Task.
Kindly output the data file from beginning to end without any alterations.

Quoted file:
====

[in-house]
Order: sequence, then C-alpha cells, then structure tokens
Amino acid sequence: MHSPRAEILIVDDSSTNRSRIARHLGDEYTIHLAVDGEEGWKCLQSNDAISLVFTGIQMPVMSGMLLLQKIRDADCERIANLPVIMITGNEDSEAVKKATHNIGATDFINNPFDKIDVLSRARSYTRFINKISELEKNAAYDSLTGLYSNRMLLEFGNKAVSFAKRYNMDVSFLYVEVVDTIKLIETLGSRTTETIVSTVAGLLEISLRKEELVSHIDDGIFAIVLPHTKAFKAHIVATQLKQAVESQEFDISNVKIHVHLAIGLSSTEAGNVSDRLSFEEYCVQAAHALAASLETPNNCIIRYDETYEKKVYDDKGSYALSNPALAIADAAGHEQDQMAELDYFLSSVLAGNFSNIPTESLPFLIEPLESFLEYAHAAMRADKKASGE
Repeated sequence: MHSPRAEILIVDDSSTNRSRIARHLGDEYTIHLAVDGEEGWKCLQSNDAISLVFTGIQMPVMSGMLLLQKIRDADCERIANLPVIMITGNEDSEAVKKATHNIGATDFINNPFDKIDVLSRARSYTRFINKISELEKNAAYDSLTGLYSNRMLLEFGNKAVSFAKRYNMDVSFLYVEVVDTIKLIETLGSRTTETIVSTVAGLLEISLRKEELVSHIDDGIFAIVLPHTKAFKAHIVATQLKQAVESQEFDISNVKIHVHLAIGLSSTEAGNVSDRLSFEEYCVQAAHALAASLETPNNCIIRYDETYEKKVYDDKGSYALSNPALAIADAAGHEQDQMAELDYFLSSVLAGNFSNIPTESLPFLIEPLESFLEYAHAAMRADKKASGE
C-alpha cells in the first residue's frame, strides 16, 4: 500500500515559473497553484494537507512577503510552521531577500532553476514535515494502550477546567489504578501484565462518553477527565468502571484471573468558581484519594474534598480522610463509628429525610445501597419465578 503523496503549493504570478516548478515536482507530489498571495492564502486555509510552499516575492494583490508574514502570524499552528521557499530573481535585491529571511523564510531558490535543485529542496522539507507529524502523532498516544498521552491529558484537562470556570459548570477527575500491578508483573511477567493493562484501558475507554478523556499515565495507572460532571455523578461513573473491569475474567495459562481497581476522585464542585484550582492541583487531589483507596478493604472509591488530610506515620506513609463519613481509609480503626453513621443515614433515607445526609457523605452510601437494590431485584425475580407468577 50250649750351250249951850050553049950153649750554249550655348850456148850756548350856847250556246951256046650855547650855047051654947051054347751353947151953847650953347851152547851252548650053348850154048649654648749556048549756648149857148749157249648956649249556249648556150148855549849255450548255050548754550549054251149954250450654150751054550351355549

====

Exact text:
[in-house]
Order: sequence, then C-alpha cells, then structure tokens
Amino acid sequence: MHSPRAEILIVDDSSTNRSRIARHLGDEYTIHLAVDGEEGWKCLQSNDAISLVFTGIQMPVMSGMLLLQKIRDADCERIANLPVIMITGNEDSEAVKKATHNIGATDFINNPFDKIDVLSRARSYTRFINKISELEKNAAYDSLTGLYSNRMLLEFGNKAVSFAKRYNMDVSFLYVEVVDTIKLIETLGSRTTETIVSTVAGLLEISLRKEELVSHIDDGIFAIVLPHTKAFKAHIVATQLKQAVESQEFDISNVKIHVHLAIGLSSTEAGNVSDRLSFEEYCVQAAHALAASLETPNNCIIRYDETYEKKVYDDKGSYALSNPALAIADAAGHEQDQMAELDYFLSSVLAGNFSNIPTESLPFLIEPLESFLEYAHAAMRADKKASGE
Repeated sequence: MHSPRAEILIVDDSSTNRSRIARHLGDEYTIHLAVDGEEGWKCLQSNDAISLVFTGIQMPVMSGMLLLQKIRDADCERIANLPVIMITGNEDSEAVKKATHNIGATDFINNPFDKIDVLSRARSYTRFINKISELEKNAAYDSLTGLYSNRMLLEFGNKAVSFAKRYNMDVSFLYVEVVDTIKLIETLGSRTTETIVSTVAGLLEISLRKEELVSHIDDGIFAIVLPHTKAFKAHIVATQLKQAVESQEFDISNVKIHVHLAIGLSSTEAGNVSDRLSFEEYCVQAAHALAASLETPNNCIIRYDETYEKKVYDDKGSYALSNPALAIADAAGHEQDQMAELDYFLSSVLAGNFSNIPTESLPFLIEPLESFLEYAHAAMRADKKASGE
C-alpha cells in the first residue's frame, strides 16, 4: 500500500515559473497553484494537507512577503510552521531577500532553476514535515494502550477546567489504578501484565462518553477527565468502571484471573468558581484519594474534598480522610463509628429525610445501597419465578 503523496503549493504570478516548478515536482507530489498571495492564502486555509510552499516575492494583490508574514502570524499552528521557499530573481535585491529571511523564510531558490535543485529542496522539507507529524502523532498516544498521552491529558484537562470556570459548570477527575500491578508483573511477567493493562484501558475507554478523556499515565495507572460532571455523578461513573473491569475474567495459562481497581476522585464542585484550582492541583487531589483507596478493604472509591488530610506515620506513609463519613481509609480503626453513621443515614433515607445526609457523605452510601437494590431485584425475580407468577 50250649750351250249951850050553049950153649750554249550655348850456148850756548350856847250556246951256046650855547650855047051654947051054347751353947151953847650953347851152547851252548650053348850154048649654648749556048549756648149857148749157249648956649249556249648556150148855549849255450548255050548754550549054251149954250450654150751054550351355549